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photo by Sandra Levinson
BACK CHANNEL TO CUBA authors William LeoGrande & Peter Kornbluh at new exhibit in Cuban Art Space
“THE US AND CUBA: 55 YEARS OF UNRESOLVED CONFLICT”
The Cuban Art Space at the Center for Cuban Studies, 231 West 29thStreet, 4th floor, opens a new exhibit on Wednesday, October 1 that explores the conflict-filled relationship between the United States and Cuba in the past 55 years. William LeoGrande and Peter Kornbluh will be here to talk about their new book, Back Channel to Cuba, which reprints hundreds of documents detailing secret talks between Cuba and the U.S., mostly during the Carter Administration. Using hundreds of newspaper and magazine articles, posters, photographs, cartoons – even an Elian Gonzalez tee from a Havana march in 2000 – the exhibit reminds us that the United States and Cuba have endured hurricane-force winds of conflict that have swept across the ideological waters separating the two countries.
The Bay of Pigs, the Missile Crisis, the force of the almighty dollar, the Spanish-Cuban-American War, the Elian affair, the imprisoned Cuban 5, the decades-long embargo intended to strangle the small island (it hasn’t worked) – it’s all here, and much more. To see Fidel in a business suit walking through Central Park in 1955 is to realize, once again, how closely tied has been the history of Cuba and the U.S. What was he doing here? Raising money for his fight against Batista, of course. The man standing in front of the U.S. Embassy in Havana selling newspapers declaring that the U.S. has broken relations with Cuba has a huge grin on his face. Life, Look, Time, the NY Post, the Daily News, The New York Times – all had a field day with Fidel.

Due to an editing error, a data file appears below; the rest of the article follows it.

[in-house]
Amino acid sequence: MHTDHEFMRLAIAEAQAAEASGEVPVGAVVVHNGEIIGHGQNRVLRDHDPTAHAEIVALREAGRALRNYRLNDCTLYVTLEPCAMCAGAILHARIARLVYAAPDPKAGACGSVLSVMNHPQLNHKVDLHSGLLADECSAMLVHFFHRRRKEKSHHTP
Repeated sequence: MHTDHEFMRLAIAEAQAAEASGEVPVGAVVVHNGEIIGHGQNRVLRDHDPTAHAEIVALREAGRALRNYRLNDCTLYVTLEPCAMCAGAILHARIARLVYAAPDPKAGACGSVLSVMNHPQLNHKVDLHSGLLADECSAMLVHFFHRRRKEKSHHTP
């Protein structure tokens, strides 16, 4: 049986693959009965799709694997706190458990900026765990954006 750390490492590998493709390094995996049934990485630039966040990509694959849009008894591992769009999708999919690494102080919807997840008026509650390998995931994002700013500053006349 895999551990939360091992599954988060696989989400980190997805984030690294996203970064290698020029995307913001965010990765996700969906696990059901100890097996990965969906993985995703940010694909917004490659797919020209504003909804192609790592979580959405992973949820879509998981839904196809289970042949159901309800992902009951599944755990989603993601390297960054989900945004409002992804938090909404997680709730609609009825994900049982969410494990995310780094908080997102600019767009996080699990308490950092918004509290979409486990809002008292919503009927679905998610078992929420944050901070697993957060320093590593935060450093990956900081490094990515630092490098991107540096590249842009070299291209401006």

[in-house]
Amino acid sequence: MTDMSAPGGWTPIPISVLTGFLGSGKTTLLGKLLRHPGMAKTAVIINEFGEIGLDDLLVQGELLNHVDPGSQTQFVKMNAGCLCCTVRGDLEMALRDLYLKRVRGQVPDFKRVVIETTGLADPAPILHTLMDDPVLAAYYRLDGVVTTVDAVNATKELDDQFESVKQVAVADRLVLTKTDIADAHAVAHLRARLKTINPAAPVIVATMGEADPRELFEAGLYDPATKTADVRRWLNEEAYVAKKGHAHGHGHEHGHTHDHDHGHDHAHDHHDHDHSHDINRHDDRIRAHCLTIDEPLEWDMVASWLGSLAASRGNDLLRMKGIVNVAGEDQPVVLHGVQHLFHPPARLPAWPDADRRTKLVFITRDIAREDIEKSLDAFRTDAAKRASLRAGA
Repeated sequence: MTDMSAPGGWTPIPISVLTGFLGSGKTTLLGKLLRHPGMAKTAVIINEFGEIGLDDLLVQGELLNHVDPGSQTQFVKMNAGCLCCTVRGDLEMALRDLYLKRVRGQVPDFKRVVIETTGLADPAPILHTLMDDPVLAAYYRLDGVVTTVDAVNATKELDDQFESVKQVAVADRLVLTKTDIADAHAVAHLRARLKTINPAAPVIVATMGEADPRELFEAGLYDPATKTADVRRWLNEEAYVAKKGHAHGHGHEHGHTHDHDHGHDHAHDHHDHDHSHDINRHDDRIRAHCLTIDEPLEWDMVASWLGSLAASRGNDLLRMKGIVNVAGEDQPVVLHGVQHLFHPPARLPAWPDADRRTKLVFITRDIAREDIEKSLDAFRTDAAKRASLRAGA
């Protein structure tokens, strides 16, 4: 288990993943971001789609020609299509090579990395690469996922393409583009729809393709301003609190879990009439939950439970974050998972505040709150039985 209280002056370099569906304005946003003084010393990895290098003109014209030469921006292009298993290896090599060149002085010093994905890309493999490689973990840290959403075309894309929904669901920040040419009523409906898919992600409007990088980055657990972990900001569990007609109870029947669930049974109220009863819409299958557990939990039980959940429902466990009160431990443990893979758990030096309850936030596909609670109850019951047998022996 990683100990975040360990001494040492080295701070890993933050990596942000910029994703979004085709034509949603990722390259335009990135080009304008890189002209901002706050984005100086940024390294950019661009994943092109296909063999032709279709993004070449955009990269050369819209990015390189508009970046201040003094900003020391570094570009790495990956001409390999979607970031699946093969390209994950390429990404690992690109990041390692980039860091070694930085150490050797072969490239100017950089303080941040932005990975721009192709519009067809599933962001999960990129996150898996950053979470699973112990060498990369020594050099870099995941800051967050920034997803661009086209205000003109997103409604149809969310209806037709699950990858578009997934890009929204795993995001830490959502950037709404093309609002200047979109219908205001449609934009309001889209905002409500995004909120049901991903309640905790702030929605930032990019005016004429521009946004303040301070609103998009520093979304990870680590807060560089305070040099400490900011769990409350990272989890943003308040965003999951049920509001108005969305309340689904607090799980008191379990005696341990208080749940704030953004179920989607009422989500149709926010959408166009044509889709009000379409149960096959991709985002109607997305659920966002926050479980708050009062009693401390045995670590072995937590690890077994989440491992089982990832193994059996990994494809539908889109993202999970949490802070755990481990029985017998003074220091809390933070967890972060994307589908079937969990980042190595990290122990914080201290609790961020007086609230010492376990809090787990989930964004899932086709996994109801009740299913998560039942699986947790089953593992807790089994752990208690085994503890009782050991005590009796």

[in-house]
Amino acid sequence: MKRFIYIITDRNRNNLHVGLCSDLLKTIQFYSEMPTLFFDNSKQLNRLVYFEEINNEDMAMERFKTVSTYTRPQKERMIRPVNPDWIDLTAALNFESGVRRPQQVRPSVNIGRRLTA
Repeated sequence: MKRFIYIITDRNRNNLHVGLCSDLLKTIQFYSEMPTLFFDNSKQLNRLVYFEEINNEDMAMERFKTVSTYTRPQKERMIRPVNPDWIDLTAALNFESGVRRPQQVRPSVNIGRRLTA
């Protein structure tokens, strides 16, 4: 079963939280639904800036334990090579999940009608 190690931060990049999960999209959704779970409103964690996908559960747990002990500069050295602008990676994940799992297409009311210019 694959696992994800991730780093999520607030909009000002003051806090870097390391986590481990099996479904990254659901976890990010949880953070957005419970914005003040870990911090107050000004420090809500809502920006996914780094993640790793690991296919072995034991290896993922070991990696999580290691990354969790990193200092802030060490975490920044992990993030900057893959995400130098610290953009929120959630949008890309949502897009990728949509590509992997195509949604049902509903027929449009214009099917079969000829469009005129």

The exhibit is not a didactic commentary on these past 55 years. Instead, the curators have turned into works of art all of the paper products: newspaper articles swing in front of photographs and posters; artworks pop up in the middle of graphic political images (the best may be a sculpture of paper maché depicting the baseball “team of the century” by Cuan artist Alfredo Manzón with both U.S. and Cuban players); cartoons about U.S.-Cuba relations, from both U.S. and Cuban caricaturists, wend their way through the exhibit. There are albums of Fidel photos, an entire portfolio devoted to Elian, books and posters and pamphlets detailing the fight for the “Cuban 5” (now three) who are considered by all of Cuba to be political prisoners in the U.S. Blow-ups of the documents from Back Channel to Cuba detailing the secret negotiations cover the large back wall. Picasso’s drawings of Julius and Ethel Rosenberg (done to raise money for their defense), incorporated into a Cuban poster, remind us that Cuba may be the only country in the world with a memorial sculpture dedicated to the Rosenbergs, in the middle of Havana.
The exhibit will be up through October—the 52nd anniversary of the Missile Crisis—and Back Channel to Cuba is available for sale at the Center for Cuban Studies book store.
For further information: Sandra Levinson, 212.242.0559 or
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The Center for Cuban Studies is a 501(c)(3) tax-exempt organization, and all donations to the Center are tax-deductible. Donors to the Center are among our most-valued members because they help to insure that the Center’s mission will be fulfilled -- normalization of relations between Cuba and the United States which permit full cultural and educational exchange.